Nearly three-fourths of those surveyed, 71%, worry that the Democrats’ plan “won’t go far enough to fix the problem”; 62% fear they might use the deficit as an excuse to raise taxes.
By more than 3-to-1, those surveyed say the deficit stems from too much spending, rather than too little tax revenue.
When it comes to solving the deficit problem, about half of Americans, 48%, want to do it entirely or mostly with spending cuts. Some 37% support an equal mix of spending cuts and tax increases; 11% prefer mostly tax hikes.
Republicans hold a 12-percentage-point edge over Democrats as the party better able to handle the budget, and a 5-point edge on the economy in general.
Not everything turns up roses for the GOP in the poll, however; some of the Democrats' talking points seem to have hit home:
Nearly two-thirds, 64%, fear the Republicans’ deficit plan will take away needed protections for the poor and the disadvantaged and will “protect the rich at the expense of everyone else.”
Meanwhile, the country is deeply discouraged about the future. A majority of Americans say today’s youth aren’t likely to have a better life than their parents, a judgment at odds with the traditional American dream — the first time since the question initially was asked nearly three decades ago that a majority has held that view.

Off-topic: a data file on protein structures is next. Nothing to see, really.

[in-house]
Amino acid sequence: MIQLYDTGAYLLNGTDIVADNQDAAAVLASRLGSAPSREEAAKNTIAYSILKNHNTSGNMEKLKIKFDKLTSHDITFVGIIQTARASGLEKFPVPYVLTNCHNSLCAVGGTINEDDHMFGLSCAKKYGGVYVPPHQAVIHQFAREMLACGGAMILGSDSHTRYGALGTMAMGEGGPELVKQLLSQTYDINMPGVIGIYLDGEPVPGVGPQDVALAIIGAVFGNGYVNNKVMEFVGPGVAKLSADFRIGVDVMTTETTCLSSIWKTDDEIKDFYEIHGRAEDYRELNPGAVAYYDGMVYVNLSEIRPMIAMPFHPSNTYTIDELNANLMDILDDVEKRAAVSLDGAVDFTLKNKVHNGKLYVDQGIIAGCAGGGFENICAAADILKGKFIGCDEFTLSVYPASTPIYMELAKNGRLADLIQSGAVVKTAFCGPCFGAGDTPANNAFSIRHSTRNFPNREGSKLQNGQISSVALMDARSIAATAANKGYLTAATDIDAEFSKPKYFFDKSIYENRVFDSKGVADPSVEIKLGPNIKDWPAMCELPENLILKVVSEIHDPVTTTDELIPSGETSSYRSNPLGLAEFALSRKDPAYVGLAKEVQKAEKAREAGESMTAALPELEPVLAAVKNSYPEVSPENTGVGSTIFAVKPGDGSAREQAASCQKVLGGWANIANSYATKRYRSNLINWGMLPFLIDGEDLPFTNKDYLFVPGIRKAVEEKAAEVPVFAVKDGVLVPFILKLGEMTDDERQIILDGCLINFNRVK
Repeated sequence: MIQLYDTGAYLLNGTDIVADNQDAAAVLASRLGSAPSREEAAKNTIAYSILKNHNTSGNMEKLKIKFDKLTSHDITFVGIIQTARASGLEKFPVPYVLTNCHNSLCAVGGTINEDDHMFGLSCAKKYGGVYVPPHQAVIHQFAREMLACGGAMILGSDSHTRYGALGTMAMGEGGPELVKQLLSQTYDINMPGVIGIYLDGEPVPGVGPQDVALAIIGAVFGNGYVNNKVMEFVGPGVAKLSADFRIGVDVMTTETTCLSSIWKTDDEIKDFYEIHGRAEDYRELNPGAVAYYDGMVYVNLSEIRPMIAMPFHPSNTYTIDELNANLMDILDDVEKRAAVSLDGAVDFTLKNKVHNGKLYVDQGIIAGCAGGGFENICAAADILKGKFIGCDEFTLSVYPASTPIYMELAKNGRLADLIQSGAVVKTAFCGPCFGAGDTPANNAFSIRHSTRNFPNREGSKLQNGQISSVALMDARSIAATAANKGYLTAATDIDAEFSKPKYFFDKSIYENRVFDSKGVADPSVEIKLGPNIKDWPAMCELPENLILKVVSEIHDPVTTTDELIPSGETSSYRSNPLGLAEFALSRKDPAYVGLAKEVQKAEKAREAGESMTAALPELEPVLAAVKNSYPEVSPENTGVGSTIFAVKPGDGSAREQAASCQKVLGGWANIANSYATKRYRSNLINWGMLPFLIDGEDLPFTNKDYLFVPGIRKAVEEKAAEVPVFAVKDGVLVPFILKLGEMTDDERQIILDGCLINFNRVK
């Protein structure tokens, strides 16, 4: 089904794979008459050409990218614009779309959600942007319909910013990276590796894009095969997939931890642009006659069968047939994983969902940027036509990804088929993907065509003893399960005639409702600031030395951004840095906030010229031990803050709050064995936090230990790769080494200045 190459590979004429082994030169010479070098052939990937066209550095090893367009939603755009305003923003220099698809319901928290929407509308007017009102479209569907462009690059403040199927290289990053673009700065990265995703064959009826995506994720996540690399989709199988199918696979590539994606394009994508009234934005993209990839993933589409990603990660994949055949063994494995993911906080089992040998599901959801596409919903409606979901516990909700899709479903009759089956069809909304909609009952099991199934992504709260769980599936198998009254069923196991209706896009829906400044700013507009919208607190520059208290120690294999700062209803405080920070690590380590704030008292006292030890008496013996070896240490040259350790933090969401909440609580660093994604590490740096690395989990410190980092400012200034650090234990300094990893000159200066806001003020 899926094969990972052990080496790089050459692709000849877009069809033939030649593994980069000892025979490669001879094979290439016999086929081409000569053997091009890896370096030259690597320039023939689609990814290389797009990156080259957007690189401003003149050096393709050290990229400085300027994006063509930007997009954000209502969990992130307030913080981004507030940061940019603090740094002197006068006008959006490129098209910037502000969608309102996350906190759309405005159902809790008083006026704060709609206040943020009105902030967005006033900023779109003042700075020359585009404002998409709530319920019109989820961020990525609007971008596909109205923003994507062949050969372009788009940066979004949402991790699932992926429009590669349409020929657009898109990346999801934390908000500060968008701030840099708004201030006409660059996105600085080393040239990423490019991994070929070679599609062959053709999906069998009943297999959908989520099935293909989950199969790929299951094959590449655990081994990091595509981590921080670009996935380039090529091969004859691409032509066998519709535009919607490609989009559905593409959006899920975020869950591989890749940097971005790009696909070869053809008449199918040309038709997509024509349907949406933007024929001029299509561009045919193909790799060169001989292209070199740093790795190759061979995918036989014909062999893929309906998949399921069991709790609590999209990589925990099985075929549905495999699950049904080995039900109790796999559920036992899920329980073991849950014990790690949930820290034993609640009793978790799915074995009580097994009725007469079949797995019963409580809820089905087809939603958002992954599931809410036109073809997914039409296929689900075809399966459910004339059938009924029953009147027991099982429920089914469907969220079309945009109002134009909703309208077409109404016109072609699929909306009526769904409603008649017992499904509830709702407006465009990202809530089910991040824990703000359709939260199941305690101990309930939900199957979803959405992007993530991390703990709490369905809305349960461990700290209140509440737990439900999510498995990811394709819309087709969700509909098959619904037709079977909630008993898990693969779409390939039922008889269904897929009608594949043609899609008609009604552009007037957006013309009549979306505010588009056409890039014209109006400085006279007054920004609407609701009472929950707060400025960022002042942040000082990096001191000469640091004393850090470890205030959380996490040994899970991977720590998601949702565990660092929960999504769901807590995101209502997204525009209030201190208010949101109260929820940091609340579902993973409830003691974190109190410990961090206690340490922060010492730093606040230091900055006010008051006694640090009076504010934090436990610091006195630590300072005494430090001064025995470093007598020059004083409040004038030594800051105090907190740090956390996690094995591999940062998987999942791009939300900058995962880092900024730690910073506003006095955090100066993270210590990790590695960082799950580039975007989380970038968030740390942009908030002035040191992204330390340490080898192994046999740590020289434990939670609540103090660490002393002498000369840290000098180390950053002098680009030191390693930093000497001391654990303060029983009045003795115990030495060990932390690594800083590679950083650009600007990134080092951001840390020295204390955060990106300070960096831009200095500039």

I'd say these constitute fairly encouraging results for House Republicans, who've taken an enormous political risk by endorsing concrete, controversial steps to control our exploding national debt: (1) The public is aware of the debt crisis and deeply concerned about it. That's a win right off the bat. (2) The public is overwhelmingly convinced that major cuts in spending and not big tax hikes are the solution to the problem -- an early messaging and policy victory for the Right. (3) American voters are concerned that Democrats will exploit the debt deluge as an excuse to do what they always do: Raise taxes. (4) In light of items 1-3, voters trust the GOP over Democrats on budgetary matters by a double-digit margin -- perhaps a sign that Republicans have regained and maintained their fiscal conservative street cred. Clearly this fight is far from over, but as the dust settles from its opening battle, Republicans have ample cause to feel affirmed as the prepare for round two.